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Mental & physical health

Reunify my family

The child welfare system can be confusing. See a map of how the process works if your child is in foster care or another type of placement with Philadelphia DHS starting on page 16 in the Parent Handbook.

Quick tips

  • Read through the Parent Handbook.
  • Keep track of your case manager’s and lawyer’s phone numbers.
  • If you have questions or concerns, call your case manager and other professionals who work with your family.
  • Attend all family meetings and court dates.

Who's involved in my child's case?

When your child enters placement, you will begin working with a number of different people. This list explains the role of some of the people you will be working with.

DHS worker

A DHS investigation worker will first meet with you to assess your child’s safety.

CUA case manager

If it is determined that DHS services are needed, either within your home, or while your child is in placement outside of your home, your child will be assigned a CUA Case Manager. This person will be your main point of contact. If you do not know who your CUA case manager is, you can call the Commissioner’s Action Response Office at (215) 683-6000.

The CUA case manager sets up planning meetings and collaborates with the other professionals working with your family. They also visit your home to help you get any services you may need, attend court hearings, and set up a visitation schedule. The CUA case manager also helps to arrange for your child’s placement in a foster home or alternate setting, and checks on them regularly.

Other people who will be working with your family include:


You will have a lawyer, and your child will have a lawyer. Lawyers are also sometimes called advocates, attorneys, or counsel. The City Law Department has lawyers that represent DHS, they are called Assistant City Solicitors. The court will send you a letter with the name and contact information for your attorney. If you do not know who your attorney is, you can contact the court’s Legal Liaison Office at (215) 686-4290.


The judges from Family Court will be making decisions during court hearings about your child and family.

Resource parents

People who have been trained and approved to care for children who are removed from their homes. Resource parents are sometimes called foster parents. If your child has been placed by DHS into the care of a relative, or another adult who has a positive relationship with your family, this is called kinship foster care.

What is a CUA and how do I find our CUA?

Philadelphia DHS works with organizations in your neighborhood, called Community Umbrella Agencies (CUAs). The CUA Case Manager coordinates services for children involved with Philadelphia DHS.

Some CUAs also have food pantries and other programs that might be useful to you. Locate the CUA in your neighborhood using our CUA map.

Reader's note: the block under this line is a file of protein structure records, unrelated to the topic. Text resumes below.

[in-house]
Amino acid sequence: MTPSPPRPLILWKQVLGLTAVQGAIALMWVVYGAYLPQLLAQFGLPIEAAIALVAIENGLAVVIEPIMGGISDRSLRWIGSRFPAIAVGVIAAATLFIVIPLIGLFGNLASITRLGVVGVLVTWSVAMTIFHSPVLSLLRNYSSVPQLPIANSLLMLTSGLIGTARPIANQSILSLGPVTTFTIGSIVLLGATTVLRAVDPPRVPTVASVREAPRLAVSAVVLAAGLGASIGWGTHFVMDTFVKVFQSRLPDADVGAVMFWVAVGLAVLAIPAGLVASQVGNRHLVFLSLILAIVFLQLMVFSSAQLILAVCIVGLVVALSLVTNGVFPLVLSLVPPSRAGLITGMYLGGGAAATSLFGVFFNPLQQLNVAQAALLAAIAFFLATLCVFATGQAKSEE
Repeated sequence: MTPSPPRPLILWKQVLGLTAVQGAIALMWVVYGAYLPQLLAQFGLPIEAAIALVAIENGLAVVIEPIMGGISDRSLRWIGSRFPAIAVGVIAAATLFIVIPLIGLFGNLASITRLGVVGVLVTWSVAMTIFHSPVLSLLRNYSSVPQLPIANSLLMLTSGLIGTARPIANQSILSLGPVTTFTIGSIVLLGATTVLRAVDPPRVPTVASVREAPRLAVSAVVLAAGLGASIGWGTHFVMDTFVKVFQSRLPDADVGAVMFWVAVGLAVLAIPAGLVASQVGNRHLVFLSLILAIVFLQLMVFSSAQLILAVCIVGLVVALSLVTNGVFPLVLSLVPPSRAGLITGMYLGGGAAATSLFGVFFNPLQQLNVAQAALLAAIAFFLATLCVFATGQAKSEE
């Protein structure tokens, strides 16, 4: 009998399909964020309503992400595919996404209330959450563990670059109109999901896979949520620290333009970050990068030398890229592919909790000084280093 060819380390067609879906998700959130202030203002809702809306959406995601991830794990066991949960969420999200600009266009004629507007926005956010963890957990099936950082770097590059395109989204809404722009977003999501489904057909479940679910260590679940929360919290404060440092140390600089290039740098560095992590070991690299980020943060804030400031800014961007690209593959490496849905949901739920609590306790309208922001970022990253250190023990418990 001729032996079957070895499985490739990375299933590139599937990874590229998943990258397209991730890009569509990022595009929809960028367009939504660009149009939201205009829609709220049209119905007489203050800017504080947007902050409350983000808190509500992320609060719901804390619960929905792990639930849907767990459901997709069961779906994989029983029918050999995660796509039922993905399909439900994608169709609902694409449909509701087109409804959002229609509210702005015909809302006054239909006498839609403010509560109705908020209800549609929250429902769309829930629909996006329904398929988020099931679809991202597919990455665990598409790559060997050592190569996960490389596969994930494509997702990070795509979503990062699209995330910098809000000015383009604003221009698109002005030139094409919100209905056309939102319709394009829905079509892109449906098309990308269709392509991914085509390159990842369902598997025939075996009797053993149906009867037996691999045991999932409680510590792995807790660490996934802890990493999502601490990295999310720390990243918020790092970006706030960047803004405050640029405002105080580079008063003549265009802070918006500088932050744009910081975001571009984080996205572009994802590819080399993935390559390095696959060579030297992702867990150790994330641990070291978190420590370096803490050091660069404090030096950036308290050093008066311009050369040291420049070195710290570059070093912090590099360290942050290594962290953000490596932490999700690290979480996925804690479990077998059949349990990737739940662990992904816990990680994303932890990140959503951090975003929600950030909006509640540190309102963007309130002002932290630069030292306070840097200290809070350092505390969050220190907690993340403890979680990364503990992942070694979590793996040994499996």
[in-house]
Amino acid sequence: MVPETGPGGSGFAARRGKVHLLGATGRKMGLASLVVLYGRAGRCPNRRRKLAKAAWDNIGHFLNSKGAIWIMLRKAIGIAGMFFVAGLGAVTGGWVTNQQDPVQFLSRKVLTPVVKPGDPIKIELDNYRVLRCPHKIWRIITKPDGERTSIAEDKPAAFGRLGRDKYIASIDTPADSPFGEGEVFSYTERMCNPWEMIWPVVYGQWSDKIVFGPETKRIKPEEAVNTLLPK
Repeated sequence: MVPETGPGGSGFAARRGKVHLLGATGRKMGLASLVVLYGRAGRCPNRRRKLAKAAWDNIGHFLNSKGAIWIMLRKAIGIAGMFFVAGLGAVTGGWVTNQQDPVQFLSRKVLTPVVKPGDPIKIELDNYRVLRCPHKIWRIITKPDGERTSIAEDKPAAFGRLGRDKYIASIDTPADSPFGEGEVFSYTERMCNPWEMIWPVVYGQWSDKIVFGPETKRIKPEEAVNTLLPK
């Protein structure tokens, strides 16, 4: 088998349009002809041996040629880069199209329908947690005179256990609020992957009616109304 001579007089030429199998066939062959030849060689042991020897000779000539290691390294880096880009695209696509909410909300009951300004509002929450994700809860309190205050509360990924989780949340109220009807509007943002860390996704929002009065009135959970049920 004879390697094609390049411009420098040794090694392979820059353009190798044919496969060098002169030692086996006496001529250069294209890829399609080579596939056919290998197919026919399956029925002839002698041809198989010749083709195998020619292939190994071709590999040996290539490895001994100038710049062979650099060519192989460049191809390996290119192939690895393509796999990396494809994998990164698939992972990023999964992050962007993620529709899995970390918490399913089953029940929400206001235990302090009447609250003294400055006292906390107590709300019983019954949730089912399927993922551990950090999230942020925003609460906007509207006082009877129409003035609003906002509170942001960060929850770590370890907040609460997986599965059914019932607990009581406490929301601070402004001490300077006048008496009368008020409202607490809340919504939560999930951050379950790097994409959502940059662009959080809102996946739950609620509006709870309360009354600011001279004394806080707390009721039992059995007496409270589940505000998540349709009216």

The Achieving Reunification Center (ARC)

The Achieving Reunification Center (ARC) can help you with your goal of getting your children back home if they are in out-of-home placement. It is a one-stop support center with services that include:

  • Case management services
  • Behavioral health services
  • Parenting classes
  • Budgeting and financial planning
  • Employment readiness
  • Workforce development
  • Housing support.

To learn more, contact ARC at (267) 514-3500.

1211 Chestnut St.
7th and 8th Floor
Philadelphia, PA 19106
Work Phone:

Parenting support services

Parenting education and support groups

Free parenting education and support groups help parents improve parenting skills and relationships with their children. Our education and support groups provide a safe, confidential, and supportive environment for parents to learn, give, and receive support from other parents, and engage in self-reflection.

DHS supports family classes and groups for all families, whether DHS involved or not. Some services may be court required as a step towards reunification.

Our wide range of parenting programs includes classes at more than 35 community organizations across Philadelphia. Classes focus on a variety of topics, so you can easily find one to fit your needs. Transportation, snacks, or childcare may be offered at some sites. Be sure to ask when you sign up.

We offer classes for:

  • Parents with children in placement.
  • Women’s empowerment.
  • Incarcerated fathers and mothers at Curran-Fromhold Correctional Facility and Riverside Correctional Facility.
  • General parenting, open to the public.
  • Teenage mothers.

To learn more about the range of classes we offer and find the best one for you, call 215-PARENTS (727-3687)

Watch our video about Parent Cafés to learn more.

Parent Cafés

Parent Cafés are safe spaces where parents share a meal and learn from each other. Community Umbrella Agencies (CUAs) host parent cafés in 10 different neighborhoods throughout the city. These parent-led groups are judgement-free spaces, where parents can get together and talk. They are designed to help parents recognize the strengths they already have and see how to build on them. It’s a great way to discuss any concerns you may have as a parent. It is open to all parents. A meal and childcare is always provided at our Parent Cafés.

To find a Parent Café near you, call 215-PARENTS (727-3687). Or view a listing of upcoming parenting classes and Cafés.

Commissioner's Action Response Office (CARO)

If you have any complaints or questions regarding your DHS case, contact CARO by phone at (215) 683-6000 or email